I’d like to avoid the environmental apocalypse if I could. Zombies, robots – I don’t know – I’d probably do alright hidden in the middle of the herd and sacrificing people to keep myself alive, but where you gonna hide when all the food is gone?
In truth, I’ve never been a big superhero fan. I don’t mind some of the movies, and a couple of the cartoons were alright – that Batman series from the early nineties where Mark Hamill voiced the Joker is sweetness. But largely, I’ve not really had much time for superheroes.
I grew up reading ‘2000 AD’ and the occasional Transformers and GI Joe comic, but when I could finance comics myself, I lasted only a little reading superheroes.
I’ve really enjoyed B.R.P.D. since its first days when Guy Davis was an artist on the title, and if anyone is looking for an end of the world Cthulhu apocalypse title, Mignola and Arcudi and the artists who work the title do a fantastic job.
Personally, I think ‘Dead Americans’ is the best title I have, but you can’t win with everyone. Titles have to be short, catchy, not too obscure, not offensive, and still capture the genre, and so on and so forth. Takeshi Kitano has it about right when he says he’d just like to title his films by number.
I think Anna Tambour is criminally under-read.
I have a real weakness for Generation One Transformers. Only Generation One. I loved them as a kid, and I will, when I have the money, search occasionally for the toys that I could not afford but deeply desired as a child.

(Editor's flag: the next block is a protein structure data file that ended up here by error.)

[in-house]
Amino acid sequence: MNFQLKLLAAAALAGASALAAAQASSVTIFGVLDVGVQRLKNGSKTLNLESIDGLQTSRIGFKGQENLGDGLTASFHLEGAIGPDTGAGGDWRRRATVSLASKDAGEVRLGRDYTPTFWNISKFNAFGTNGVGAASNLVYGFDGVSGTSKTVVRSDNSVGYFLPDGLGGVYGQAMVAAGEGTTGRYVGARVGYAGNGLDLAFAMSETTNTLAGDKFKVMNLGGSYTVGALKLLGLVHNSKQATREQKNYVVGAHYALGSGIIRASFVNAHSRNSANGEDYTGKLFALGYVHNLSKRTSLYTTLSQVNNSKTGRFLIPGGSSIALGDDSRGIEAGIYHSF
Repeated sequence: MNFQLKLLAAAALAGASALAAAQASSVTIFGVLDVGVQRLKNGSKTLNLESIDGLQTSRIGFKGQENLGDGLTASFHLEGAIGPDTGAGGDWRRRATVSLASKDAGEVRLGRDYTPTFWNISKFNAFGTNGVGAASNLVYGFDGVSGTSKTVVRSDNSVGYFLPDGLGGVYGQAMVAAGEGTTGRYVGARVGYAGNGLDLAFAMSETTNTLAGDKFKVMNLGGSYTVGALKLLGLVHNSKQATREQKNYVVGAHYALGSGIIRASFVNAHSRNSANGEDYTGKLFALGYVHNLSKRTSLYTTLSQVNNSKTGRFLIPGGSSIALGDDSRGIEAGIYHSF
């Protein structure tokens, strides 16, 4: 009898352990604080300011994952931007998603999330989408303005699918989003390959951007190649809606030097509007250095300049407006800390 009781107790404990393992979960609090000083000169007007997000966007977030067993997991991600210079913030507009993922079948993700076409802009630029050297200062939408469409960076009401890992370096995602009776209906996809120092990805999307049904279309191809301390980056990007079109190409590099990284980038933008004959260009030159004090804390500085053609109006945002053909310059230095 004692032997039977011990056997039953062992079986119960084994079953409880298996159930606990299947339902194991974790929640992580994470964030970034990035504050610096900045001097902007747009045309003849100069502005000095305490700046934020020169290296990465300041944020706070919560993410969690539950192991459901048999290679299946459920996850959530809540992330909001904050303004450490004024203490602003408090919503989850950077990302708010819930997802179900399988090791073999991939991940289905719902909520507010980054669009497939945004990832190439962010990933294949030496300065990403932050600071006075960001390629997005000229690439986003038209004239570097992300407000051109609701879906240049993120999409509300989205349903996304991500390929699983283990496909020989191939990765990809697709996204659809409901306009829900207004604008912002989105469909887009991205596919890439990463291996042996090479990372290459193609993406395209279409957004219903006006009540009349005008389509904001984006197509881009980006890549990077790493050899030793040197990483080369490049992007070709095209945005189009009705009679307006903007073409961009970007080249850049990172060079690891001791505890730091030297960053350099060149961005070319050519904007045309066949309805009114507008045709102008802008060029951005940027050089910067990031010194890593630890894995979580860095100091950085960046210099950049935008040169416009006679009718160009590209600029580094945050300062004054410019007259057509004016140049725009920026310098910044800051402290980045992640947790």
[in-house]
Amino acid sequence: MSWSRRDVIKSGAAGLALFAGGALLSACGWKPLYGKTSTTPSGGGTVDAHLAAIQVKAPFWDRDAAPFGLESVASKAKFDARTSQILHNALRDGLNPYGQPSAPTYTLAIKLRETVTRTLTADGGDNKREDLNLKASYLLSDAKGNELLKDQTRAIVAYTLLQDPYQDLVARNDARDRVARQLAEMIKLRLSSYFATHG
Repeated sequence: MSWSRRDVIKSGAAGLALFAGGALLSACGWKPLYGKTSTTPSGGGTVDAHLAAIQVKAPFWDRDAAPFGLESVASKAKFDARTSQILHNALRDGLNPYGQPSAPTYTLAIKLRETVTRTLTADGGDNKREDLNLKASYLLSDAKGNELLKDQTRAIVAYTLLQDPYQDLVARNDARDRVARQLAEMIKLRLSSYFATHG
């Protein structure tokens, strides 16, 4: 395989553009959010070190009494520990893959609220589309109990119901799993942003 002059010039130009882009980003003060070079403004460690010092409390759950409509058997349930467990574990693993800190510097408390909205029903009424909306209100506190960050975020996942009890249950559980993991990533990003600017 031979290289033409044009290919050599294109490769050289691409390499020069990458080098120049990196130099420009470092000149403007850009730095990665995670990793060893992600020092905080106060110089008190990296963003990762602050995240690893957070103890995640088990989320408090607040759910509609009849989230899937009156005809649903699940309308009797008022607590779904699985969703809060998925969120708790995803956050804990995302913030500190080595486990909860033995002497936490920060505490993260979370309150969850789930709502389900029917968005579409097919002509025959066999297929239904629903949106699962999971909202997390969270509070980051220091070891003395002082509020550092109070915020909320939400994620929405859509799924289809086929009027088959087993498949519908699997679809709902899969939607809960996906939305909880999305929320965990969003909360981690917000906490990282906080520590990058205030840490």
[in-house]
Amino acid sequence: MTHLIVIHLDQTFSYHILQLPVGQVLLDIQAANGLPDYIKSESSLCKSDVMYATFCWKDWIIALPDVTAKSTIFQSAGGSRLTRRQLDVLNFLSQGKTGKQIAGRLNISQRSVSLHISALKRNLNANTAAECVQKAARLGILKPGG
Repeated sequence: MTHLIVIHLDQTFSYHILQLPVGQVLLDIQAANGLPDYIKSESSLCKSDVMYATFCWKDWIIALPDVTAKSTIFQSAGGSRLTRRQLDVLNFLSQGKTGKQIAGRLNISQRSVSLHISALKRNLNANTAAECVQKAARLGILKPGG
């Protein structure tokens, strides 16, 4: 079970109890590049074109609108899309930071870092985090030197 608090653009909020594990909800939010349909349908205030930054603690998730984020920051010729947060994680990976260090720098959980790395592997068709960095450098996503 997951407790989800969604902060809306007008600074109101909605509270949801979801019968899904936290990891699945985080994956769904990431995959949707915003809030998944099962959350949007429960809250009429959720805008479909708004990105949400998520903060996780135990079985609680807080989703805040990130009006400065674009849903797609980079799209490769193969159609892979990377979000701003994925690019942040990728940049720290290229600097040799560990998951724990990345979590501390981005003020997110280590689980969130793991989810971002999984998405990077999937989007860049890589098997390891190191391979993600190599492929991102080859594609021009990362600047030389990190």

Both villains and heroes are a bit boring, really, unless they’re flawed and broken somehow. If they’re not flawed and broken, then clearly they need to be broken and made flawed. That’s what an author does if he or she has any dignity.
I did not discover literature of any kind until I was about eleven, or ten.
I was, without a sliver of a doubt, a no-good, lazy slacker of a child, and after I discovered literature, I was totally and utterly a no-good, lazy slacker of a child who read books. A lot of books, good and bad, but my favourite – the books I read and reread in my teens – were by Margaret Weis and Tracy Hickman.
First published in 1984 when I was nothing more than sticks of bone at seven, ‘Dragons of Autumn Twilight’ began what would be one of the icons of my grunge-stained disenchanted childhood.
Characters die all the time. At times, they die amongst a reader’s tears, and at others, amongst the applause, and some, still, in quiet satisfaction.